$ scalabha run ata.hw4.RunKmeans simple_fedfeats.dat euclidean ident 4
Confusion matrix.
Columns give predicted counts. Rows give gold counts.
30    3    9    9    |    51    [HAMILTON]
8    0    2    1     |    11    [HAMILTON_OR_MADISON]
1    0    4    0     |    5     [JAY]
4    1    0    10    |    15    [MADISON]
1    0    1    1     |    3     [HAMILTON_AND_MADISON]
44    4    16    21
[0]    [1]    [2]    [3]

Written answer: Now run it with the z-score transformation and include the confusion matrix output in your answers.  Say in 3-5 sentences whether you think the results better and why. (There is no simple answer here, just do your best to eyeball it. You could also look at the detailed output from outputClusterReport if you wish, though this isn’t required.)

6. Federalist papers, authorship attribution with better features
The results from the three paltry dimensions used in problem 5 are certainly unimpressive. Let’s improve that. For this problem, you will modify the extractPoints method to do some more serious feature extraction.

Part (a)

First, let’s take care of ensuring that we can choose the “simple” features of problem 5 or the “full” features you will implement now. Based on the value of the featureType variable, you should create points from either extractSimplePoints or extractPoints as appropriate.

Tip: Use the fact that conditionals in Scala are expressions that return values, so you can do it like this:

val points = if (...) extractSimplePoints(...) else extractPoints(...)

You should now be able to get the feature file that you got for problem 5 by adding “simple” to the command line.

$ scalabha run ata.hw4.FederalistFeatures federalist.txt simple

Without that, you’ll get no output (since extractPoints isn’t implemented yet and the default is to use “full” features).

Part (b)

Now implement the full features. As you develop them, you can output your features to a file and then use RunKmeans to see what the clustering performance is. Based on that you, can adjust your features and try to improve things. (Note: this would be terrible experimental methodology if you were trying to make a scientific point about authorship of the Federalist papers, but this gives you a chance to see how different features affect performance in this homework sandbox.)

This is very open-ended, but here are a few suggestions.
  • Consider using relative frequencies rather than raw counts.
  • Consider working with document frequencies in addition to word frequencies. This just means counting how many documents a word occurred in. Words like “the” tend to have high values, whereas others, like “Macedon” have a low count. A common strategy is to compute the tf-idf (for term frequency - inverse document frequency) score for a word in a given document as the value for that word/feature for that document.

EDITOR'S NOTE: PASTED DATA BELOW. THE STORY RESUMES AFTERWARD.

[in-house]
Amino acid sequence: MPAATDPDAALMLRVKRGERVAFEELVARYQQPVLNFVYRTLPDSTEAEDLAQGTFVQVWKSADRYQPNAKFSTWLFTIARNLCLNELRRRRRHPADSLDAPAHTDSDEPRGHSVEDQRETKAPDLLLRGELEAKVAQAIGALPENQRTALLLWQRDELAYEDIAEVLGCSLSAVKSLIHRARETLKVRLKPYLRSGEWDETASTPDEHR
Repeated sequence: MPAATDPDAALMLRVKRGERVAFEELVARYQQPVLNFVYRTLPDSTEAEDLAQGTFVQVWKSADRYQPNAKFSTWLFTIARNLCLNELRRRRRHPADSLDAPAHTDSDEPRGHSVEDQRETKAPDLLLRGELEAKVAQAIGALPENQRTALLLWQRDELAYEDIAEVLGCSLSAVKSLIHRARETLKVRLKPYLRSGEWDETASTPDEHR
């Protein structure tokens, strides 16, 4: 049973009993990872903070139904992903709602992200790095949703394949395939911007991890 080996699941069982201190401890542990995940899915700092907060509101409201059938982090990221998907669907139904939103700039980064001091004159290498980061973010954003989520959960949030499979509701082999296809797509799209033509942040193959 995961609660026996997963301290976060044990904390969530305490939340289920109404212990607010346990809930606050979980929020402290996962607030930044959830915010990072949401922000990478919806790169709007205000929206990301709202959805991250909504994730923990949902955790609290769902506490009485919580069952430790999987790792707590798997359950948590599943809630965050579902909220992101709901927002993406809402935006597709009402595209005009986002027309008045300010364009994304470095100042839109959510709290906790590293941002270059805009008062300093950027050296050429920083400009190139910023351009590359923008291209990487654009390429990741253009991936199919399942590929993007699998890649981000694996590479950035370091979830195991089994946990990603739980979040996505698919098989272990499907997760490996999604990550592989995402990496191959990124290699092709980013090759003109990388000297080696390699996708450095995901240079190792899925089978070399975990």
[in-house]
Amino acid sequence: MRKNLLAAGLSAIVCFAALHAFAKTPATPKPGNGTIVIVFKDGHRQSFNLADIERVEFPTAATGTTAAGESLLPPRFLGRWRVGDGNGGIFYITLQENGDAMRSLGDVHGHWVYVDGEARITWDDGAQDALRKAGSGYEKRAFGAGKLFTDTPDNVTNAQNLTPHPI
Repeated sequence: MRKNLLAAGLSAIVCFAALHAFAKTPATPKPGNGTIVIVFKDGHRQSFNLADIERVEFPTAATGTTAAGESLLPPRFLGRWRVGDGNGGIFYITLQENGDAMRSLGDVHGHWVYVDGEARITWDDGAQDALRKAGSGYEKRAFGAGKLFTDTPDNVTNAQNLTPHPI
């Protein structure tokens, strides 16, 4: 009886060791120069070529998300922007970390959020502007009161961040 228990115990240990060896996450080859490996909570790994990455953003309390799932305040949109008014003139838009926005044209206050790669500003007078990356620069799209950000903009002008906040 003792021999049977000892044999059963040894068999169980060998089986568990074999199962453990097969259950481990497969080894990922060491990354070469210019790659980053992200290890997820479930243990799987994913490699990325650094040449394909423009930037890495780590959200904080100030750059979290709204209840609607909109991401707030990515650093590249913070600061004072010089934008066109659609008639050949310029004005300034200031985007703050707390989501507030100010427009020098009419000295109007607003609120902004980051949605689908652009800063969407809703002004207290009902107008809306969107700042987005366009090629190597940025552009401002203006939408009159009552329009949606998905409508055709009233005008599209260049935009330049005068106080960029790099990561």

• Consider using bigrams (pairs of words) as well as unigrams (single words).
  • Consider using other features like capitalization patterns, average sentence length, average word length, type/token ratios, and so on.
  • You’ll not want to include all words and their values (be they counts, relative frequencies, or something else) since too many dimensions will basically overwhelm the k-means algorithm (and it will also probably run very slowly). So, you need to either add them by hand (tedious, but possible) or compute the values for all words for all articles and then filter them down to some reduced set. For example, you can use some minimum number of counts, or some threshold on a value computed from counts and document frequencies. (Feel free to get more sophisticated than that if you like.)
I encourage you all to discuss ideas for features on the class message board (without showing code, but sharing ideas and even equations for computing them).

Once you start getting a lot of dimensions, k-means can get overwhelmed and do a bad job, especially if the features are highly correlated with one another. This is very much expected for the features you are extracting here, and you should combat this by using the PcaTransformer (invoked with the “pca” option for the transformer). It scales the data, and then applies principal components analysis to it so that you can get the points in the transformed PCA space. It also automatically reduces the dimensionality to just the principal components that account for 95% of the variance in the original points. This might sound tricky, but it is actually handled for you automatically if you just request a PcaTransformer on your input points. Aren’t API’s nice?